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Updated 2019-02-15 19:20
Ibram X. Kendi on Surviving Cancer & His Anti-Racist Reading List for Virgina Gov. Northam
As we celebrate the remarkable life and legacy of Frederick Douglass on his 201st birthday, we are joined by Ibram X. Kendi, a professor of history and international relations and founding director of the Antiracist Research and Policy Center at American University. Kendi spoke Thursday night at the Library of Congress at an event honoring Frederick Douglass. He is the National Book Award-winning author of "Stamped from the Beginning: The Definitive History of Racist Ideas in America" and a contributing editor at The Atlantic.
"Agitate, Agitate, Agitate!": Great-Great-Great-Grandson Echoes Frederick Douglass on 201st Birthday
This month marks the 201st birthday of the renowned abolitionist Frederick Douglass. Frederick Douglass was born into slavery around 1818. He died a free man in 1895. Thursday night, leaders from around the country gathered at the Library of Congress in Washington, D.C., to honor the life and legacy of Frederick Douglass as part of a ceremony culminating a year of events marking the bicentennial of the birth of the celebrated abolitionist, politician, writer, feminist, educator, entrepreneur and diplomat. We are joined by Kenneth Morris Jr., Frederick Douglass's great-great-great-grandson, president of the Frederick Douglass Family Initiatives, and also the great-great-grandson of Booker T. Washington. He says the lesson he hopes young activists will take from his great-great-great-grandfather Frederick Douglass is: "Agitate. Agitate. Agitate. ... It's really important that activists and young people understand that they can lift their voices and agitate."
Asylum Seekers Are Being Imprisoned in an Abandoned Factory in Mexico Under Trump Admin Policy
As Trump plans to declare a national emergency, we look at what some have called the real humanitarian crisis at the border. Riot police in northern Mexico blocked hundreds of desperate Central American migrants Wednesday as they tried to escape an abandoned factory complex where they've been imprisoned while waiting for the U.S. to process their asylum claims. More than 1,700 migrants have been held in the maquiladora in the Mexican border town of Piedras Negras since February 5, after they arrived in a caravan of people seeking asylum in the U.S. The vast majority have remained prisoners at the site, after the Trump administration adopted a "Remain in Mexico" policy for asylum seekers—processing just 15 asylum applications per day at the nearby Eagle Pass border crossing. We hear from a migrant adult and child who spoke with the Texas-based immigrant rights group RAICES, and get an update from Erika Andiola, chief advocacy officer for RAICES, the Texas-based Refugee and Immigrant Center for Education and Legal Services.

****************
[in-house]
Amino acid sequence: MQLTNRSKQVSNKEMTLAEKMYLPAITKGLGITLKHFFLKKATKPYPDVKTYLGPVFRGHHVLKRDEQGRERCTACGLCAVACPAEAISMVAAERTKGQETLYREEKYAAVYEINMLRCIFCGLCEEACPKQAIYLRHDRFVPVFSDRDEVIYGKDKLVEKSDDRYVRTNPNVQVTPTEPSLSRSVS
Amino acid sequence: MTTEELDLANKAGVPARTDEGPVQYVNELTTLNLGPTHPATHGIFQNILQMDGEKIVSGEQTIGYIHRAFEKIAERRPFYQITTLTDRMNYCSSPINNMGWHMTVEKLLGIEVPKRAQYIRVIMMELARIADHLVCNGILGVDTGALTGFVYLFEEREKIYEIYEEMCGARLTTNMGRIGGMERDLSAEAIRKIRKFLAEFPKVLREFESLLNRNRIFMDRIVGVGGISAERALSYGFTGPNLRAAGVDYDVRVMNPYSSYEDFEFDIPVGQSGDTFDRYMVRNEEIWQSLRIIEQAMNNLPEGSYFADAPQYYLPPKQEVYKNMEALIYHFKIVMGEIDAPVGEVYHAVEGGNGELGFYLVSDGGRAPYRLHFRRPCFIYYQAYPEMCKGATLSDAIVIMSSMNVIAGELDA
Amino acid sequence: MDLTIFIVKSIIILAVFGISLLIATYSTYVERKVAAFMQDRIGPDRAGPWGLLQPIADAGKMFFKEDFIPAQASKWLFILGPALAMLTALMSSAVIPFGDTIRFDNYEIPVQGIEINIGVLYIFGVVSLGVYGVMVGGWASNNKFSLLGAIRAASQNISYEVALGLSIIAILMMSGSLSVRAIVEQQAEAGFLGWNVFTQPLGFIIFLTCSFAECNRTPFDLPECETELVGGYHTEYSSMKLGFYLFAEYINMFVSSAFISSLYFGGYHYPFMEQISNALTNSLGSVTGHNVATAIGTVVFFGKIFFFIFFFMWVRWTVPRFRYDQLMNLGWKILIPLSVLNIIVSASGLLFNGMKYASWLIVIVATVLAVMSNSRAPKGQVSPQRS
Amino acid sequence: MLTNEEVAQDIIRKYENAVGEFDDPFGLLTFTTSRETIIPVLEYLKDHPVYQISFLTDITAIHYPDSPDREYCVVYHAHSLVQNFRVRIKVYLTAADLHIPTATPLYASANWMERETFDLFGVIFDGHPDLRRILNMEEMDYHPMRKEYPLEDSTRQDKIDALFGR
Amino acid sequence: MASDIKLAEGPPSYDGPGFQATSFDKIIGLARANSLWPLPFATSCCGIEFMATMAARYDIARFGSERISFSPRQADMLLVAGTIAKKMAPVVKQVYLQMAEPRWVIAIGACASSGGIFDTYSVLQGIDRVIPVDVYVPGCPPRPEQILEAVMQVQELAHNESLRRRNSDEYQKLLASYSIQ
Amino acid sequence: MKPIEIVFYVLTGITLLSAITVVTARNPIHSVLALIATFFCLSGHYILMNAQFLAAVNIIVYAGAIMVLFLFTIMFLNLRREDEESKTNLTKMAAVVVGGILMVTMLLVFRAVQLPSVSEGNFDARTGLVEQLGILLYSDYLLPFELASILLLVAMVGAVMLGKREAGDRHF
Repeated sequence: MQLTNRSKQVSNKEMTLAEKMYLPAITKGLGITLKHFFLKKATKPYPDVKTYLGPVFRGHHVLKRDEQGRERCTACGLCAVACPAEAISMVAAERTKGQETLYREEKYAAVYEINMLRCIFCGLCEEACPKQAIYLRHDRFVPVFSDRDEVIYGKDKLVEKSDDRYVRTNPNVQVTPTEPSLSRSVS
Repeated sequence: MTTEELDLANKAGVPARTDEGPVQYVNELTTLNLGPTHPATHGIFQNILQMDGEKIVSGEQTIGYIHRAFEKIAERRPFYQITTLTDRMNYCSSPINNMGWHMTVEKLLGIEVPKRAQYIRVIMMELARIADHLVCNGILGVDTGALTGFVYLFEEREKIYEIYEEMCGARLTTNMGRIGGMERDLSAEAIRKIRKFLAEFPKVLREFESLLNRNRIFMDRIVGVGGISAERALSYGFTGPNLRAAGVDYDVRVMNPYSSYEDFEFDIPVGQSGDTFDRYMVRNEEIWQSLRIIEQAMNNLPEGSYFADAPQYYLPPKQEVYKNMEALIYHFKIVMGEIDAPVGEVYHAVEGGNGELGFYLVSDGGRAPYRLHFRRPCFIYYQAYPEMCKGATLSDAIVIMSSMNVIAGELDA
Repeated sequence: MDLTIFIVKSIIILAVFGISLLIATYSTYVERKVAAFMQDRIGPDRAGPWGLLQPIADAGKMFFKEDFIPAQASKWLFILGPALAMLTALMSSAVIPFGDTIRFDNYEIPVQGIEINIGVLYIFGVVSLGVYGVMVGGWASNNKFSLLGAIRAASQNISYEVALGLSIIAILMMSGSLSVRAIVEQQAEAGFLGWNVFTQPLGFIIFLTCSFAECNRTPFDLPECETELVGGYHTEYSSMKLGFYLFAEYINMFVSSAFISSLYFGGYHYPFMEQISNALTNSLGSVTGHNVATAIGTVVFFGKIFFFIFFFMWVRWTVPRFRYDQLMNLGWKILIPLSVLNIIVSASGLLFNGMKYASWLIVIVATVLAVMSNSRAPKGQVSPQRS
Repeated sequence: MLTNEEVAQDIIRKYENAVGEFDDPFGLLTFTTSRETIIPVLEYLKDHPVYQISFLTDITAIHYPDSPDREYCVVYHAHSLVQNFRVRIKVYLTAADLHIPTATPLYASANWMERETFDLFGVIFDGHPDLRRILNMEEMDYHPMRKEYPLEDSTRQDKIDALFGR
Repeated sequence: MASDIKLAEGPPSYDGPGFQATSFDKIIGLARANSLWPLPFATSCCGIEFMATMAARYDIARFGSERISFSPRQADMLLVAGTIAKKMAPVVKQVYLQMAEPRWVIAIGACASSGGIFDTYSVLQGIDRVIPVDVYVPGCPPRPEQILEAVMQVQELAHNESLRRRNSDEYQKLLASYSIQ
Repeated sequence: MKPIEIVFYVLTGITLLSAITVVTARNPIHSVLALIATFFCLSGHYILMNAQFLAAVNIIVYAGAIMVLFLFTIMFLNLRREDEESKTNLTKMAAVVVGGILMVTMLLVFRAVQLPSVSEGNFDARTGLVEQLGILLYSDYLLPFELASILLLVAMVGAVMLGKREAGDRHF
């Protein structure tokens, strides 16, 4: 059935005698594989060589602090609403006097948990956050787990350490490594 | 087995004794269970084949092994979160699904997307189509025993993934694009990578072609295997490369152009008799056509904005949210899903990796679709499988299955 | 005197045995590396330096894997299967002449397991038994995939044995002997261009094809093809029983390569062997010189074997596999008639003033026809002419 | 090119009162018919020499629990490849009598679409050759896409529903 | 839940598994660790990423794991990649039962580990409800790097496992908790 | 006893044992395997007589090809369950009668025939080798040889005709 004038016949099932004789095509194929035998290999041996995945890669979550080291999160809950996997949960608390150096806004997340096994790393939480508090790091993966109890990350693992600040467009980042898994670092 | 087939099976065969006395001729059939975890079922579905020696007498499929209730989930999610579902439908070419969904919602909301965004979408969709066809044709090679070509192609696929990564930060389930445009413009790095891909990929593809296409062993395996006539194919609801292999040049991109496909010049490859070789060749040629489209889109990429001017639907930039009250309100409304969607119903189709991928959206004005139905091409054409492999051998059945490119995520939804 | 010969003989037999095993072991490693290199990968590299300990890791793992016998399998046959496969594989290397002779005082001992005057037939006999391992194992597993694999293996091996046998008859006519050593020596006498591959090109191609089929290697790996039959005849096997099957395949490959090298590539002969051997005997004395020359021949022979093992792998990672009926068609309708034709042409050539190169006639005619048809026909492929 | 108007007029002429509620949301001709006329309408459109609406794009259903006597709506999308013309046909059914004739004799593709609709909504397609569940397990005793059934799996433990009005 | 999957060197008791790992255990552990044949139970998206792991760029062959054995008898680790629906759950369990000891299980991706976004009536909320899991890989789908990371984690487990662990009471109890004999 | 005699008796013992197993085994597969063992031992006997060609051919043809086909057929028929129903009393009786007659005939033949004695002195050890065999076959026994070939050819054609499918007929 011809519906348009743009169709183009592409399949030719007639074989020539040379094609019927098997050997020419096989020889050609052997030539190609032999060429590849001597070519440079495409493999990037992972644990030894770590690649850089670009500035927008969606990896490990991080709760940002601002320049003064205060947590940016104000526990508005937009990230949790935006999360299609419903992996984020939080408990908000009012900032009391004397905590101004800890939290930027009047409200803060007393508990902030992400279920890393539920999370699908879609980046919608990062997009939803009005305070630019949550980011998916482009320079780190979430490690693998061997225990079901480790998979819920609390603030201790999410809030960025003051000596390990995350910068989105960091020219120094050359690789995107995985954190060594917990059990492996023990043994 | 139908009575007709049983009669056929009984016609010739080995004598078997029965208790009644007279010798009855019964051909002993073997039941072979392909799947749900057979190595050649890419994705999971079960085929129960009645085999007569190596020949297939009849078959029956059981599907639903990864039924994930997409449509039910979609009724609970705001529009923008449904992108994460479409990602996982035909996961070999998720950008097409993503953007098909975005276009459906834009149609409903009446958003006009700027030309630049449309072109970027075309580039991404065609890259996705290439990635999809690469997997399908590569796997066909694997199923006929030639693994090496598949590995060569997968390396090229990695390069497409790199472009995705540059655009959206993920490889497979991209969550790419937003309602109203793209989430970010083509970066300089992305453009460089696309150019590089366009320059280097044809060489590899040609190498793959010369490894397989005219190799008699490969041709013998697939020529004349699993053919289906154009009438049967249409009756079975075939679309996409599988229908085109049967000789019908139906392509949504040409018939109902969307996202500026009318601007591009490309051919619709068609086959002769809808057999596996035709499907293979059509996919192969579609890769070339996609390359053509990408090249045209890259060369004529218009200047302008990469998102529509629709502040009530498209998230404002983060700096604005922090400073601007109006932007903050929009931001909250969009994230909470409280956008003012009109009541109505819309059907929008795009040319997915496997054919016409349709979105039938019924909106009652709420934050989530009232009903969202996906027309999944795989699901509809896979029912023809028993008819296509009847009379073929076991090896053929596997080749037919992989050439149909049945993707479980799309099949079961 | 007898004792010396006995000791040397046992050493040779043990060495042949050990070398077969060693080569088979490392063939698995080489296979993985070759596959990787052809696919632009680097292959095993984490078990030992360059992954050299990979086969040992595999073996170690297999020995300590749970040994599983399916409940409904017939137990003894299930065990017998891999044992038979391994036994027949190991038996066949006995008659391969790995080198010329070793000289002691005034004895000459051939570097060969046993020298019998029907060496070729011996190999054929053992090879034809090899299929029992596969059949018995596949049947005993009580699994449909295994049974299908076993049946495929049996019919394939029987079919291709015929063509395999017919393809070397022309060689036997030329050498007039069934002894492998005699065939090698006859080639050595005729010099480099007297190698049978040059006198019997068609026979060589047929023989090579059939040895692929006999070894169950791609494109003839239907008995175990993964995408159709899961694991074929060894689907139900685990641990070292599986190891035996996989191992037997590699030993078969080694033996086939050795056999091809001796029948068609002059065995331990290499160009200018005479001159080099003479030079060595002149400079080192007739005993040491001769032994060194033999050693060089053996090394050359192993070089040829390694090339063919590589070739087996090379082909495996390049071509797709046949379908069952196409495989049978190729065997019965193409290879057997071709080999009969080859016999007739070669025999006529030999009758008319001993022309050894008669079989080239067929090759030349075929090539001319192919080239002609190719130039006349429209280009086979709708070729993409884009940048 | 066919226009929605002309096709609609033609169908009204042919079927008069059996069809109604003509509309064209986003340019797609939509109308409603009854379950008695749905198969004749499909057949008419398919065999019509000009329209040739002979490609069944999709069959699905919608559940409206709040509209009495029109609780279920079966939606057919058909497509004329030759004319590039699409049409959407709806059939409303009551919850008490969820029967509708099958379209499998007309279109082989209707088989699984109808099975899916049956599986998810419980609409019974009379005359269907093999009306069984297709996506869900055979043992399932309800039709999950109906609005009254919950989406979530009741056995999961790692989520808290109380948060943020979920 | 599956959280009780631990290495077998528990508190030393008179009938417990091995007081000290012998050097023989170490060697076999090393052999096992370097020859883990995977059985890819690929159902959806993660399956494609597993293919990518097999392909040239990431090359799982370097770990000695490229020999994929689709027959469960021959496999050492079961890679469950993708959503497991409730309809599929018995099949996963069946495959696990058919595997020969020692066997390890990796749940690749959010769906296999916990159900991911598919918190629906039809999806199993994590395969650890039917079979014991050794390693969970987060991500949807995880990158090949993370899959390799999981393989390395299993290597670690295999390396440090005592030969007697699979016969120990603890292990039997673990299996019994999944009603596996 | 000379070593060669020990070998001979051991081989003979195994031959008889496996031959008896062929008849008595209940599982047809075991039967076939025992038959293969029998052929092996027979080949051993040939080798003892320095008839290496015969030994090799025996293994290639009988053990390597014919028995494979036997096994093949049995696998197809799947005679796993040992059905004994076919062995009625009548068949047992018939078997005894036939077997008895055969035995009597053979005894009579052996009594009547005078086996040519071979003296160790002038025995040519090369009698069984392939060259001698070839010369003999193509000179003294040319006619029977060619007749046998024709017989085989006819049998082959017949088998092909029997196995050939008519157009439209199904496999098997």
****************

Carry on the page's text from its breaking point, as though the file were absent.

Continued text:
Immigrant Activists: Democrats Are Capitulating to Trump by Approving Border, DHS Funding
President Trump is expected to declare a national emergency today to build a wall along the U.S.-Mexico border despite opposition from Congress, after he signs the latest spending bill, which includes nearly $1.4 billion to build 55 miles of new border barriers out of steel, far less than the $5.7 billion he requested. Congressmembers Alexandria Ocasio-Cortez, Ilhan Omar, Ayanna Pressley and Rashida Tlaib issued a statement that they voted against the bill because it gives more funding to Immigration and Customs Enforcement. "That is the right thing to do. We've been pushing for Democrats to do the right thing, to stop playing [Trump's] games," says our guest Erika Andiola, chief advocacy officer for RAICES, the Texas-based Refugee and Immigrant Center for Education and Legal Services.
New Interior Sec. David Bernhardt May Violate Trump's Ethics Rule on Lobbyists in His Administration
According to an ethics complaint Public Citizen filed recently with the Interior Department's ethics official and inspector general, President Trump's selection of David Bernhardt as secretary of the Interior Department appears to have violated Trump's executive order barring officials from working on any issues they had lobbied on in the two years prior to joining the administration. The complaint notes Bernhardt lobbied extensively on the Endangered Species Act, most recently on behalf of the Westlands Water District in 2016, when he reported lobbying on "potential legislation regarding the Bureau of Reclamation and the Endangered Species Act." We speak with Public Citizen President Robert Weissman.
Public Citizen: Trump’s National Emergency Declaration Paves Way for Sweeping Authoritarianism